Manual focus

Manual focus is the oldest form of focussing. Since the beginning of photography about 180 years ago up until the mid-70ties of the 20th century, it was the only method of focussing on a certain object at a certain distance.

To this day, this type of focussing is advantageous compared to autofocus methods in certain situations.

  • Darkness - autofocus may not work or is inaccurate
  • Using a tripod – autofocus might have to be re-adjusted for each image
  • Unvarying distance (e.g. production monitoring)
  • An semipermeable object between the main subject and the camera (e.g. curtains; see example 1, dirty window pane) – in these cases, focus can be distorted or the camera can focus on the wrong focal plane
  • Using a wide-angle-lens with the respective diaphragm means you might be able to forego further focussing
  • Another advantage of manual focus is it captures images without any delay
  • Low subject contrast
  • ...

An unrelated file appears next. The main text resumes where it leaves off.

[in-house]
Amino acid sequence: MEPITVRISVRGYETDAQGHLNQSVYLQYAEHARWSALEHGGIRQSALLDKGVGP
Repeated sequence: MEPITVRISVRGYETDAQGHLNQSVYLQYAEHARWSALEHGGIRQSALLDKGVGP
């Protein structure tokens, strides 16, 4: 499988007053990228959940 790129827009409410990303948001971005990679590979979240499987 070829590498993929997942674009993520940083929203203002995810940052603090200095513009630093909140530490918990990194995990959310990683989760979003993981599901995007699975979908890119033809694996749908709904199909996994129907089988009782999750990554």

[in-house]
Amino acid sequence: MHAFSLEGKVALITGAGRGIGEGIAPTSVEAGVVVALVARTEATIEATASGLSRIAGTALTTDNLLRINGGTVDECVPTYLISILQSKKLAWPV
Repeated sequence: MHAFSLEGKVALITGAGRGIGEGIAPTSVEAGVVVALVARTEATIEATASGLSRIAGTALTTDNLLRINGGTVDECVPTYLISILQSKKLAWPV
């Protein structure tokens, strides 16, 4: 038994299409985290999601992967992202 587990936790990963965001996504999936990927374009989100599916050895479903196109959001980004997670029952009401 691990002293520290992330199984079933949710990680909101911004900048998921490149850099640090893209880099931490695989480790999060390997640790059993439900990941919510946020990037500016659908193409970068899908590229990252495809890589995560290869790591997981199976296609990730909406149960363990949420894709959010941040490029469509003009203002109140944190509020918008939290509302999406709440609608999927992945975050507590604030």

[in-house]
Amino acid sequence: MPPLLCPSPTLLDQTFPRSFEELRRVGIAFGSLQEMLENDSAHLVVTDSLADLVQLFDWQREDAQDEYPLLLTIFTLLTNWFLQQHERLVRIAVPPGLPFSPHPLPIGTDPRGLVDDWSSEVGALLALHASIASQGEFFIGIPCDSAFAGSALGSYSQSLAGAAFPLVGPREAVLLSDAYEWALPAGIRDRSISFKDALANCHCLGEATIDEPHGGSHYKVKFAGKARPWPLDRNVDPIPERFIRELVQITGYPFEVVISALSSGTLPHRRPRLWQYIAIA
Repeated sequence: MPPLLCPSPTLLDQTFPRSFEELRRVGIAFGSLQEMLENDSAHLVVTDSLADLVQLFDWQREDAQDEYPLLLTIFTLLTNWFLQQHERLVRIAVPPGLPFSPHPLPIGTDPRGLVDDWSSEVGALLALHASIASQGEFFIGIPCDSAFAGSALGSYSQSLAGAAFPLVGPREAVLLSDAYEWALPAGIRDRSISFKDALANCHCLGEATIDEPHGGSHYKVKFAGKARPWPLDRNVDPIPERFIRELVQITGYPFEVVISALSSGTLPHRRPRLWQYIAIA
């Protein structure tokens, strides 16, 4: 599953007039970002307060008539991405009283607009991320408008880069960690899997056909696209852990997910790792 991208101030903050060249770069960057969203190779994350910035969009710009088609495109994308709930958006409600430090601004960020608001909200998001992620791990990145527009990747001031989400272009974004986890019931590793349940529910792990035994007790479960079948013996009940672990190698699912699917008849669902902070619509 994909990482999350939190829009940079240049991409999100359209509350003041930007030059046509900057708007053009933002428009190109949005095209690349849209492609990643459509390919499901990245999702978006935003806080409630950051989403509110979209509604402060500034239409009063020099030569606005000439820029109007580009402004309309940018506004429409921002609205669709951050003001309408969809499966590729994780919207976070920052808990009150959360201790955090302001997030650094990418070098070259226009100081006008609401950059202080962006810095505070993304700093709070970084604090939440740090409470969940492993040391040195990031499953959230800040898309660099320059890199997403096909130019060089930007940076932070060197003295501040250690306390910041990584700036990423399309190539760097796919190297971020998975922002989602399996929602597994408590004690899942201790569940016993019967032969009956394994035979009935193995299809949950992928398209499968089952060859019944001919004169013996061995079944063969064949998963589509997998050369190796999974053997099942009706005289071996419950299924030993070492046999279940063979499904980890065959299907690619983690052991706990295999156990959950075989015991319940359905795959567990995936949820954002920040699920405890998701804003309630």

Unfortunately, not all compact cameras offer this method of focus. On single-reflex lens cameras, manual focus is part of the standard settings.

Example 1 for a semipermeable object - curtains
Gardine als Beispiel für eine Problemsituation beim Fokussieren

Many modern cameras have a dioptre setting in the viewfinder. The viewfinder can then be adjusted comply with your eyesight. When using manual focus, ensure that the dioptre setting on your camera is correct.

Tip for the correct dioptre setting

  • Let your camera focus in autofocus mode
  • Adjust the dioptre setting until the image section in the active focal area (the area that the camera is focussing on) comes into focus in the viewfinder

Tools for manual focus

You are here: Home Focus Manual focus